The Music of David Stock

David Stock

I first met David Stock as a freshman at Duquesne University. Ever warm and encouraging of others’ music, he permitted me to sit in on another student’s composition lesson. During that time, he showed interest in what I was writing. As he looked over one of my pieces, he commented, ” I really like the parallel major 2nds in the flute and clarinet.” Needlessly embarrassed, I admitted to him that had forgotten to transpose. He smiled.

David became my first composition teacher, and, together with Tim Beck, I was one of his last students. I owe all of my early professional opportunities to his generosity.

David is a champion of new music. In addition to his own compositional accolades, which include composer-in-residence with the Seattle & Pittsburgh Symphonies, commissions from the Cuarteto Latinoamericano, and more, he founded the Pittsburgh New Music Ensemble (PNME). In support of other composers, PNME has commissioned or premiered over 200 works since 1976. Through his example, I have dedicated myself to advocating for new music, including his.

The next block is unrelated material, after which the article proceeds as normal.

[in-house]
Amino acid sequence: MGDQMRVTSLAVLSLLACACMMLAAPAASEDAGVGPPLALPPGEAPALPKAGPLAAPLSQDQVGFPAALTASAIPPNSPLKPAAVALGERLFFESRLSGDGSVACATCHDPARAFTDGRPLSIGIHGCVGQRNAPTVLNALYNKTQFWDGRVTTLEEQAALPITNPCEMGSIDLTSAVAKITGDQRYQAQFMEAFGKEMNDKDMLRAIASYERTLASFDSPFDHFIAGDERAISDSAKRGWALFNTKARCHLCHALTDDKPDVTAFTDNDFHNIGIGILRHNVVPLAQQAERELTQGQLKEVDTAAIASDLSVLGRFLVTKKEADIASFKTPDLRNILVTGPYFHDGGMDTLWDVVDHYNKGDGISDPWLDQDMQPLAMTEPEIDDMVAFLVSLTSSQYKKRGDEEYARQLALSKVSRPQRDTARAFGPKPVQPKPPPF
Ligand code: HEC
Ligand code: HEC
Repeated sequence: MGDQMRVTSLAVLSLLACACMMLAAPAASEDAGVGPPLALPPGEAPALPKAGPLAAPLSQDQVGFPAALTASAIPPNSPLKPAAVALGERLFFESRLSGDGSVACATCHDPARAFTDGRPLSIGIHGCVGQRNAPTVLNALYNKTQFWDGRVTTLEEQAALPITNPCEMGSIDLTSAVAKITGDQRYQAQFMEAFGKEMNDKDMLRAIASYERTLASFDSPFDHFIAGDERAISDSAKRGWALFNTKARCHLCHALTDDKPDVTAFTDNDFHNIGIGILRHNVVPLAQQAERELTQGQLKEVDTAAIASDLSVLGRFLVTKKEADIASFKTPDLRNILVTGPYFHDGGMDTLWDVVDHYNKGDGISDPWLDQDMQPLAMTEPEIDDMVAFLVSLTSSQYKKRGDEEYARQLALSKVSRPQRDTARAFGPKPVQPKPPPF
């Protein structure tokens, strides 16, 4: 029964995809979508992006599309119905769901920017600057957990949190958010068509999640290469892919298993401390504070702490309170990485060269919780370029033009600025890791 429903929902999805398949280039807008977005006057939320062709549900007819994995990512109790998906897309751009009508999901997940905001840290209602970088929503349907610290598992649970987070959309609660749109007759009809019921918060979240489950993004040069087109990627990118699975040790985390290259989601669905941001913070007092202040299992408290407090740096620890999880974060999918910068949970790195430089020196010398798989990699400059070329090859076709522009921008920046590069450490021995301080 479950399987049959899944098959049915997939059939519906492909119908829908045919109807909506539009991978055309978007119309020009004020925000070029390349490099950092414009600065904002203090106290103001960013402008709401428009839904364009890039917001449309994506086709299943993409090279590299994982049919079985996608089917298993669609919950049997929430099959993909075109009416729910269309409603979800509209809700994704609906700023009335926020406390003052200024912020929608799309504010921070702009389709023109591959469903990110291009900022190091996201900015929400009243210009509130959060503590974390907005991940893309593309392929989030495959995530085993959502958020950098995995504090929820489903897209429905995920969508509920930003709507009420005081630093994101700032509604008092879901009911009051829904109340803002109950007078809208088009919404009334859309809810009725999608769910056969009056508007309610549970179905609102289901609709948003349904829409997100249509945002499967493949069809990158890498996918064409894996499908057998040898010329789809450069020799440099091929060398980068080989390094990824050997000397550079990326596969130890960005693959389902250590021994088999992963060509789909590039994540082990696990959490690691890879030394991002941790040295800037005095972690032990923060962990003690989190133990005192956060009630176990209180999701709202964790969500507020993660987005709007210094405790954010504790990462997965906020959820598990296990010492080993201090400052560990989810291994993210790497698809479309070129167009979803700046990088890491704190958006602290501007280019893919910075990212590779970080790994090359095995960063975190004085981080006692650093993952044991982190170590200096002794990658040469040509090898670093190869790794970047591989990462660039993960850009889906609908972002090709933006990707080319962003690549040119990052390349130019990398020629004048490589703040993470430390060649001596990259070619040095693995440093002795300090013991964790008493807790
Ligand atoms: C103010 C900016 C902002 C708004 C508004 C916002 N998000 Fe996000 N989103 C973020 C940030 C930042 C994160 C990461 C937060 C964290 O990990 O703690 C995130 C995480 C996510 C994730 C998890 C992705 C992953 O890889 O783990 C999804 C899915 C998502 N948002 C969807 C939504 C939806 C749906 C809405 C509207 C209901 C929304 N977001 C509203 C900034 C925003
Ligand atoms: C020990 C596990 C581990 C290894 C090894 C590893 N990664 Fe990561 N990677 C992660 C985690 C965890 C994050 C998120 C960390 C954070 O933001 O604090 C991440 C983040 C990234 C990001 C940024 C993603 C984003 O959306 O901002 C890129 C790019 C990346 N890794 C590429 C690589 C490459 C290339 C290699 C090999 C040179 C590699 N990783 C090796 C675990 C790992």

This week David Stock is a guest composer at the University of Missouri-Kansas City. As the former assistant director of Musica Nova, the University’s new music ensemble, I helped commission a new work from him. As a result, Nova will premiere his Chamber Concerto for Saxophone on May 7 at White Recital Hall.

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After posting this, another composer and I will be picking David up from the airport. While in KC, he and I will eat barbecue at Arthur Bryant’s, which has been a lifelong dream of his. I will remind him of the story of the parallel major 2nds and tell him that, now, I do it intentionally. I’m looking forward to catching up with a dear mentor, whom I can now call a friend.

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